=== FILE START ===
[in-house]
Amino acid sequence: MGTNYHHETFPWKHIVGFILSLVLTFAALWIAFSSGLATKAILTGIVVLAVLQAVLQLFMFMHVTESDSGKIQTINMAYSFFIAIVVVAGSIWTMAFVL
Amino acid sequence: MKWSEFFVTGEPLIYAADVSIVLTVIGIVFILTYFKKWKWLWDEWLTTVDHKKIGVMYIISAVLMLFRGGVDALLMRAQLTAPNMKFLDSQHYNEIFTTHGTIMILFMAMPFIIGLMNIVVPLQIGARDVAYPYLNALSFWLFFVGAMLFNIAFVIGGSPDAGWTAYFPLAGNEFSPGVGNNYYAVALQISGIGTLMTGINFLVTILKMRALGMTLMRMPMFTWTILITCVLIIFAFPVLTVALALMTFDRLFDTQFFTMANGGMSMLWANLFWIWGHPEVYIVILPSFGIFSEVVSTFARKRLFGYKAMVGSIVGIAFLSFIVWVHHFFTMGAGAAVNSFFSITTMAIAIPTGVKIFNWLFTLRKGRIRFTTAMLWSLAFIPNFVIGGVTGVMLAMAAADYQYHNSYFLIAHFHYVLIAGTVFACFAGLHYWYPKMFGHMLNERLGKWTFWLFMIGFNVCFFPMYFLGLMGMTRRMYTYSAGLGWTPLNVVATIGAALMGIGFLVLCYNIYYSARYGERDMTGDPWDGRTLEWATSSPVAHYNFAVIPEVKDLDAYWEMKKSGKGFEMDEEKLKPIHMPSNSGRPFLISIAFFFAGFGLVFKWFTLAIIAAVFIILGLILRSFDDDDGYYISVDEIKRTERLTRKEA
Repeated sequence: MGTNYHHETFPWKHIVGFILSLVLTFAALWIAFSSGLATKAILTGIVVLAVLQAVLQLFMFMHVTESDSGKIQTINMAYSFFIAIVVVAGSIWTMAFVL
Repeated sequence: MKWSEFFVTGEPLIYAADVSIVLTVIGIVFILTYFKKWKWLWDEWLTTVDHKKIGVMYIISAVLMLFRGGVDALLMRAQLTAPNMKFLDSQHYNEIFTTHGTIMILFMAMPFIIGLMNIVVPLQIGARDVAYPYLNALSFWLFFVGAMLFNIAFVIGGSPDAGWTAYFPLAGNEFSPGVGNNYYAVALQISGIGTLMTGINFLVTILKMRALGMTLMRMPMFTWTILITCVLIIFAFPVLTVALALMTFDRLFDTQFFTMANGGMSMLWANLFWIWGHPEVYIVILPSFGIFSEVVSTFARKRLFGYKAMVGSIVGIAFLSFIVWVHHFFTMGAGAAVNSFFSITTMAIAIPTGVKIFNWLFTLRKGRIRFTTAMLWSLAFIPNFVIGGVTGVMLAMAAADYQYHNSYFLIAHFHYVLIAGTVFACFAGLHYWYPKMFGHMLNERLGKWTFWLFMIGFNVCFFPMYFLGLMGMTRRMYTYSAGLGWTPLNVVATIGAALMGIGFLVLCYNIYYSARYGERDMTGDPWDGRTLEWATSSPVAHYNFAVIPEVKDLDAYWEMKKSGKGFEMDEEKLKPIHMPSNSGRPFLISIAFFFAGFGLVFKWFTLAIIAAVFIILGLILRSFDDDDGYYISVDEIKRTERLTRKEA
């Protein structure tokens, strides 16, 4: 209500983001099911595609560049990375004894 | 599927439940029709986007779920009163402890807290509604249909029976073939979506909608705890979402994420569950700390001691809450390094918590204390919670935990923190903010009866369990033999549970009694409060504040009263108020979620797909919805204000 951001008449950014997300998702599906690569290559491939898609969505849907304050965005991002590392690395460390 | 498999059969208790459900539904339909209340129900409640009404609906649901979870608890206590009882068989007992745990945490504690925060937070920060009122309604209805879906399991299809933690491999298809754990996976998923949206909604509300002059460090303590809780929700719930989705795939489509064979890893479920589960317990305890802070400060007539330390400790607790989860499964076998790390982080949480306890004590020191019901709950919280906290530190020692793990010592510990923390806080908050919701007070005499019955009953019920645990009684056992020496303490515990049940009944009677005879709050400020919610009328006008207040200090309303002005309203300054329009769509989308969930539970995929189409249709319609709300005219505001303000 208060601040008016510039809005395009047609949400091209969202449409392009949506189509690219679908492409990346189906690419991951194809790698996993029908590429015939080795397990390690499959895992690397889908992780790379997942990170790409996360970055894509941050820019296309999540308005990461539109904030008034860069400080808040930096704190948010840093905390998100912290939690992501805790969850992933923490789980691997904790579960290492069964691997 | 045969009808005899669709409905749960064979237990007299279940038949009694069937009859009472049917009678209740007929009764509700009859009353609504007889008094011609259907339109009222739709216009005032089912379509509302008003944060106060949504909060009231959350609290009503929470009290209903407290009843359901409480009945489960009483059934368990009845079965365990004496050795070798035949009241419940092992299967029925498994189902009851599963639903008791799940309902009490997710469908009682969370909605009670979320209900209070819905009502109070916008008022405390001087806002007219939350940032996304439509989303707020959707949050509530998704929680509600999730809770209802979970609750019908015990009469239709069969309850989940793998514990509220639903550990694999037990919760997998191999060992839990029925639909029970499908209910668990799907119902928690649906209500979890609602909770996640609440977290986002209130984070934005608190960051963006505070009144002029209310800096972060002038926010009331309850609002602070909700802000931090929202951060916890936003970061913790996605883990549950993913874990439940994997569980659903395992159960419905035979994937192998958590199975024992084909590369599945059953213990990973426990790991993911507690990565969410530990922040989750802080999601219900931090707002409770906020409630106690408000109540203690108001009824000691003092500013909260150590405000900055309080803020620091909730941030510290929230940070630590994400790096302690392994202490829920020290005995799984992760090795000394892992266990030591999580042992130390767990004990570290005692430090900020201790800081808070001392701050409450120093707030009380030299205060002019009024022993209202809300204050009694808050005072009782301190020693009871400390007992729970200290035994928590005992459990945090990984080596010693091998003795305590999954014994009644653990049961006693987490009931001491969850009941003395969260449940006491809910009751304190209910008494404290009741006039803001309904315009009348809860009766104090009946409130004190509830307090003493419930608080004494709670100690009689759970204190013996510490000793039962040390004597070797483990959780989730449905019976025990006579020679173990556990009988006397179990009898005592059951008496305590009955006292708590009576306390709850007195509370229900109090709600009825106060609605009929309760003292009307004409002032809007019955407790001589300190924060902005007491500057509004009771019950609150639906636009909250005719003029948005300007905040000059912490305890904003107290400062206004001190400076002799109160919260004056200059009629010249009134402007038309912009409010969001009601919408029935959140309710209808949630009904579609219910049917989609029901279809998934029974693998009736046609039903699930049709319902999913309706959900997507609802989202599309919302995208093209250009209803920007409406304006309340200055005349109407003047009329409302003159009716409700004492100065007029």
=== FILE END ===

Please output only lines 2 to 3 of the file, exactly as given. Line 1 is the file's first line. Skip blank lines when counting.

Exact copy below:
Amino acid sequence: MGTNYHHETFPWKHIVGFILSLVLTFAALWIAFSSGLATKAILTGIVVLAVLQAVLQLFMFMHVTESDSGKIQTINMAYSFFIAIVVVAGSIWTMAFVL
Amino acid sequence: MKWSEFFVTGEPLIYAADVSIVLTVIGIVFILTYFKKWKWLWDEWLTTVDHKKIGVMYIISAVLMLFRGGVDALLMRAQLTAPNMKFLDSQHYNEIFTTHGTIMILFMAMPFIIGLMNIVVPLQIGARDVAYPYLNALSFWLFFVGAMLFNIAFVIGGSPDAGWTAYFPLAGNEFSPGVGNNYYAVALQISGIGTLMTGINFLVTILKMRALGMTLMRMPMFTWTILITCVLIIFAFPVLTVALALMTFDRLFDTQFFTMANGGMSMLWANLFWIWGHPEVYIVILPSFGIFSEVVSTFARKRLFGYKAMVGSIVGIAFLSFIVWVHHFFTMGAGAAVNSFFSITTMAIAIPTGVKIFNWLFTLRKGRIRFTTAMLWSLAFIPNFVIGGVTGVMLAMAAADYQYHNSYFLIAHFHYVLIAGTVFACFAGLHYWYPKMFGHMLNERLGKWTFWLFMIGFNVCFFPMYFLGLMGMTRRMYTYSAGLGWTPLNVVATIGAALMGIGFLVLCYNIYYSARYGERDMTGDPWDGRTLEWATSSPVAHYNFAVIPEVKDLDAYWEMKKSGKGFEMDEEKLKPIHMPSNSGRPFLISIAFFFAGFGLVFKWFTLAIIAAVFIILGLILRSFDDDDGYYISVDEIKRTERLTRKEA